According to Jeff Passan and Buster Olney, the Yankees were among the runners-up for left-hander Brett Anderson, who signed with the Dodgers earlier this week. The Braves, Royals, and Athletics were also after him. The Dodgers gave Anderson a one-year contract worth $10M with a bunch of incentives a few days ago.
As noted in our Scouting The Market post a few weeks ago, the Yankees tried to acquire Anderson several times in the past, so their interest in him as a free agent this winter is no surprise. They tried to get him from the Athletics last offseason and again from the Rockies at the trade deadline this past season. Anderson, who will turn 27 in February, was the youngest free agent on the market this winter.
I’d love to know what the Yankees were willing to offer Anderson — chances are we’ll never find out, of course — because that $10M deal seems a little crazy for a guy with his injury history. (Anderson has thrown only 206.1 innings since 2011.) Most contract estimates pegged him for a $7M salary on a one-year deal coming into the winter. I guess $10M isn’t all that crazy then. Reclamation projects don’t cost $1M or $2M anymore.
The Yankees re-signed Chris Capuano yesterday and I suppose that could be a direct result of losing out on Anderson. Once they realized they weren’t getting Anderson, they turned around and gave the money to Capuano. That sort of thing. The Yankees do need multiple starters this winter though, so maybe they would have signed Capuano even if they had landed Anderson. Who knows.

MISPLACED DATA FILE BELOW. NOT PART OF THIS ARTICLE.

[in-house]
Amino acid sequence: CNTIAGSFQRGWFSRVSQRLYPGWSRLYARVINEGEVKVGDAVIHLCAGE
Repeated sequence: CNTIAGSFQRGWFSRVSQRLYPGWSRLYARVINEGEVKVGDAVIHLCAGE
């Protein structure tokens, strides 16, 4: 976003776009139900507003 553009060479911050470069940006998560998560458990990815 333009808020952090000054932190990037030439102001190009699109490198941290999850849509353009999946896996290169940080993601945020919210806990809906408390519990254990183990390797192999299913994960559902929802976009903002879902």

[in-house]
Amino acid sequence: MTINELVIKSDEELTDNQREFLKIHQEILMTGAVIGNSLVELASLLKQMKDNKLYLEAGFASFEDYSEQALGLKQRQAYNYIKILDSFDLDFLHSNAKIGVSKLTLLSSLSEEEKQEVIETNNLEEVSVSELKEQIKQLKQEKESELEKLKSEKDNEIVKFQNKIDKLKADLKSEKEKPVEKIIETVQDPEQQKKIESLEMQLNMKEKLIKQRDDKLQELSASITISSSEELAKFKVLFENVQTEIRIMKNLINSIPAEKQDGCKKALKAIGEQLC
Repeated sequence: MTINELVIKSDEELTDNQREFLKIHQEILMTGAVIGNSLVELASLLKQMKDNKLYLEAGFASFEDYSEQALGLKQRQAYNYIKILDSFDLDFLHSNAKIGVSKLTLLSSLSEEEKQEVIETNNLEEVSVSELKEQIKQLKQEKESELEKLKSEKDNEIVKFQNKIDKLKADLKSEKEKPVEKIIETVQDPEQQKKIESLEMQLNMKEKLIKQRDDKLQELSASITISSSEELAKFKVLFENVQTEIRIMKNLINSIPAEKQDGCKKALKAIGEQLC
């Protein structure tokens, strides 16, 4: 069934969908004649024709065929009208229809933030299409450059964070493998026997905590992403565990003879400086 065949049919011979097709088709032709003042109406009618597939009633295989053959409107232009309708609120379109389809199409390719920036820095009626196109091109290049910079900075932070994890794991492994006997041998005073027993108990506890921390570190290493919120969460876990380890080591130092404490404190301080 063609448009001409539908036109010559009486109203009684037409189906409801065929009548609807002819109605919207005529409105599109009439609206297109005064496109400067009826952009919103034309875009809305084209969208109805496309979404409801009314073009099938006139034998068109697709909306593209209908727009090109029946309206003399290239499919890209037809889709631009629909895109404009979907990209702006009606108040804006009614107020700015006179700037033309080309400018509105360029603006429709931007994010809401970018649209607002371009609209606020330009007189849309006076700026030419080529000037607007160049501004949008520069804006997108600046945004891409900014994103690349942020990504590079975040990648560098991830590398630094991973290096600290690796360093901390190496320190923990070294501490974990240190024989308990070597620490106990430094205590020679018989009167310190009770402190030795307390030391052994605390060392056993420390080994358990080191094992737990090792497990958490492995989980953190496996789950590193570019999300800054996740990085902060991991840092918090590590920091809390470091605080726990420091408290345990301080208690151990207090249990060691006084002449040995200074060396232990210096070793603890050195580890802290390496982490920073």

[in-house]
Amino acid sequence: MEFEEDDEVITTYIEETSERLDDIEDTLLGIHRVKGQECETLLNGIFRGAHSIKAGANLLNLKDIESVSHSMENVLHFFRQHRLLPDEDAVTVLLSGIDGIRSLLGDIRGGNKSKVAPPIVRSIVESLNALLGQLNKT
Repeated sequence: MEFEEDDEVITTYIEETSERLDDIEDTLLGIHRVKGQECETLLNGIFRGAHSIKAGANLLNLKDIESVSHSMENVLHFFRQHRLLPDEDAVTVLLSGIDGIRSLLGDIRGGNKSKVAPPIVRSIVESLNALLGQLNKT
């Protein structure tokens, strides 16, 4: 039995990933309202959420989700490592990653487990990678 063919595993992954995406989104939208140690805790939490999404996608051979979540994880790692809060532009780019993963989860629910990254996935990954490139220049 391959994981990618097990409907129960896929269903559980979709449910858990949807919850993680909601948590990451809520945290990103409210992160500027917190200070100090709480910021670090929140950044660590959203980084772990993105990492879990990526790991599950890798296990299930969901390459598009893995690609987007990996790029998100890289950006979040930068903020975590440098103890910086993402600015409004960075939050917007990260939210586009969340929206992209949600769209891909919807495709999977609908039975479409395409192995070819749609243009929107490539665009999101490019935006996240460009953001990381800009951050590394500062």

Anderson is still really young and has upside remaining — the upside being he continues to pitch exactly like he has but actually stays healthy all year — but there is no shortage of reclamation project arms still available. Chad Billingsley, Kris Medlen, Brandon Beachy, Josh Johnson, and Alexi Ogando have all had a bunch of injury problems in recent years and remain on the market. Still plenty of opportunity for the Yankees to add even more injury risk to the rotation.